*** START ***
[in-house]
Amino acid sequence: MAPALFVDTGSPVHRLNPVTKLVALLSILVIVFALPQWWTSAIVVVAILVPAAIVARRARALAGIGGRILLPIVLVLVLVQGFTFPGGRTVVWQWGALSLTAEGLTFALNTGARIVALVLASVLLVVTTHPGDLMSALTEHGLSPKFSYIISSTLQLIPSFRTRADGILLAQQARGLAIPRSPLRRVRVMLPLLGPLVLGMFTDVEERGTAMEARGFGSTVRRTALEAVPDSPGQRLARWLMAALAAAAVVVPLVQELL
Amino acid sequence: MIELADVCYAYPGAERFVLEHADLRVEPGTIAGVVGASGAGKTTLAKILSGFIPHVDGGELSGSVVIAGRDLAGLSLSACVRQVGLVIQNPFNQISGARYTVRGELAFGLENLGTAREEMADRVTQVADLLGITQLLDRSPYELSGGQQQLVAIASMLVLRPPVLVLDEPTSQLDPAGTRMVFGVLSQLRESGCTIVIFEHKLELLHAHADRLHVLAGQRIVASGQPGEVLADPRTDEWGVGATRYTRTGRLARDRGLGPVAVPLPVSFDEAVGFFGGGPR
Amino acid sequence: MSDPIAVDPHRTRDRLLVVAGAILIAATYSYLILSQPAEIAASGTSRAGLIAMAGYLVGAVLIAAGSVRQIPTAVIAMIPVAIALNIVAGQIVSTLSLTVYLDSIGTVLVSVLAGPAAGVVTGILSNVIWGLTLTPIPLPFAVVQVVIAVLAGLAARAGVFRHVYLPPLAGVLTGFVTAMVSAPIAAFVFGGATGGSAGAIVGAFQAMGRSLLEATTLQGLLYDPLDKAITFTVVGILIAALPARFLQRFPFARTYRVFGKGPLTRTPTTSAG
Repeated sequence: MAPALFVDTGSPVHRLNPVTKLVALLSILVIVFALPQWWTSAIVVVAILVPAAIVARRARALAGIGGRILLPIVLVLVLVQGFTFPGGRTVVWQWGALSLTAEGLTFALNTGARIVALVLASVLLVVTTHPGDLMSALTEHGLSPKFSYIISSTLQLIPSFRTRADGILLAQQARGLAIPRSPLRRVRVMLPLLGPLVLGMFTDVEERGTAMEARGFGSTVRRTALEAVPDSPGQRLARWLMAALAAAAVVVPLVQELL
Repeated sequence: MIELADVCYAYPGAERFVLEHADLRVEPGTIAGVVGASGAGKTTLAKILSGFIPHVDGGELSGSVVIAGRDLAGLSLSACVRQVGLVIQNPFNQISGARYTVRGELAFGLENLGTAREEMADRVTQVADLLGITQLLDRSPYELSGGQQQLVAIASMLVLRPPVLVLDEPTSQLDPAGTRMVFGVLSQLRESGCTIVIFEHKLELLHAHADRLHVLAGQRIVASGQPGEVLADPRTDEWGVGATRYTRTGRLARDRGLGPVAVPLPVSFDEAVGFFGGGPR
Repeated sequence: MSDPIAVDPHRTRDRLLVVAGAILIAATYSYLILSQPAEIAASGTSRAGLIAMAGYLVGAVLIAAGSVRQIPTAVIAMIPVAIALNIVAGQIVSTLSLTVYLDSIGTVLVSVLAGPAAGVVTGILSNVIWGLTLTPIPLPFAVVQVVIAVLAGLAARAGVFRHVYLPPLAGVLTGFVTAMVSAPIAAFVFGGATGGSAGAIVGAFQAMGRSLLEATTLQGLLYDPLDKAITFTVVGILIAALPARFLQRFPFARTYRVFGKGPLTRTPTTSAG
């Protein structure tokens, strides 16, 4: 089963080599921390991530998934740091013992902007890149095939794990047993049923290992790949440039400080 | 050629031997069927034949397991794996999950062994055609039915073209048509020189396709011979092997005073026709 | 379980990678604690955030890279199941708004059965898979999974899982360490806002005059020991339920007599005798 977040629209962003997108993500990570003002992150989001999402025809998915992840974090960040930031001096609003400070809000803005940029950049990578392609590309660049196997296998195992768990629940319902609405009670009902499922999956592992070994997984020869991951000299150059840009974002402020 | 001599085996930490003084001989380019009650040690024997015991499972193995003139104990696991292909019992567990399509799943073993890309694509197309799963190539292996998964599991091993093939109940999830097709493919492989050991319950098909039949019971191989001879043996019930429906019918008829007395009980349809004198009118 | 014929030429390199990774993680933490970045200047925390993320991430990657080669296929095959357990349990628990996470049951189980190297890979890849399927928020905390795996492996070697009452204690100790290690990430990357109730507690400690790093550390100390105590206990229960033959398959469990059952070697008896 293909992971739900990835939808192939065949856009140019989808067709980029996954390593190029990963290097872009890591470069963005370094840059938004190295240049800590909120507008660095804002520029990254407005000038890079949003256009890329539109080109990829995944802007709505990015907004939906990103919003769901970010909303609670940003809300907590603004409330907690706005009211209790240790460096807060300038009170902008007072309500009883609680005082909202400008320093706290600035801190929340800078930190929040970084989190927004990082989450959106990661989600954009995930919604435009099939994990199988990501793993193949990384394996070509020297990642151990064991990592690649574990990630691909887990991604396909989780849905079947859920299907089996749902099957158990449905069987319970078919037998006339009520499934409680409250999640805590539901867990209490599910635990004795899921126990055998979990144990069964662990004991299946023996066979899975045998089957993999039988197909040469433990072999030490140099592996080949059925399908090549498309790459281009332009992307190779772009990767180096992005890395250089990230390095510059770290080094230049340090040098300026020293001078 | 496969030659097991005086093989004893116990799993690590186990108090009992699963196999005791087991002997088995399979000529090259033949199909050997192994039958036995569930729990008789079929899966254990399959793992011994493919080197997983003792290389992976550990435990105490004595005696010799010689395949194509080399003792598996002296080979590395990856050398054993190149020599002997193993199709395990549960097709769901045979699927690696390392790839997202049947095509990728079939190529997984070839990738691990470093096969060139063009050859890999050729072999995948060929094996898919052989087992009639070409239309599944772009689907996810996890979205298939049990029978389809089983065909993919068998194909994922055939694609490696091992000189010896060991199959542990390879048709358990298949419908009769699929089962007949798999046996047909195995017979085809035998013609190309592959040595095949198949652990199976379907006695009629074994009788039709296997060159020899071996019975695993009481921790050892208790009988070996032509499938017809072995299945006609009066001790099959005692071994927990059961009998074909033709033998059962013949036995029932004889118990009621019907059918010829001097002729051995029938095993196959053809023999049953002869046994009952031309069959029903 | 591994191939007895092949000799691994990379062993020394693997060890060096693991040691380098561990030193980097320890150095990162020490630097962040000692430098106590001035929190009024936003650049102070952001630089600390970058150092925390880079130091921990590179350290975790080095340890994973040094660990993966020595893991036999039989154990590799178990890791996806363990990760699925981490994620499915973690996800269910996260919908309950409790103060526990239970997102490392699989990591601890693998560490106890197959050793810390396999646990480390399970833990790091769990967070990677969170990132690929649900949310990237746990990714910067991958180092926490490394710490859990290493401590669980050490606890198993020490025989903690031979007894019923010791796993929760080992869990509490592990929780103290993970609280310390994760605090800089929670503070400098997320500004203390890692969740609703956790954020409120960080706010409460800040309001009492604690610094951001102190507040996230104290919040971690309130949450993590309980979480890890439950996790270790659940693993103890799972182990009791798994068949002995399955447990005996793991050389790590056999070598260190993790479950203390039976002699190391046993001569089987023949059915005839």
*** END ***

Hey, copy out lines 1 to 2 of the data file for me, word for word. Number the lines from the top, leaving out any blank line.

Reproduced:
[in-house]
Amino acid sequence: MAPALFVDTGSPVHRLNPVTKLVALLSILVIVFALPQWWTSAIVVVAILVPAAIVARRARALAGIGGRILLPIVLVLVLVQGFTFPGGRTVVWQWGALSLTAEGLTFALNTGARIVALVLASVLLVVTTHPGDLMSALTEHGLSPKFSYIISSTLQLIPSFRTRADGILLAQQARGLAIPRSPLRRVRVMLPLLGPLVLGMFTDVEERGTAMEARGFGSTVRRTALEAVPDSPGQRLARWLMAALAAAAVVVPLVQELL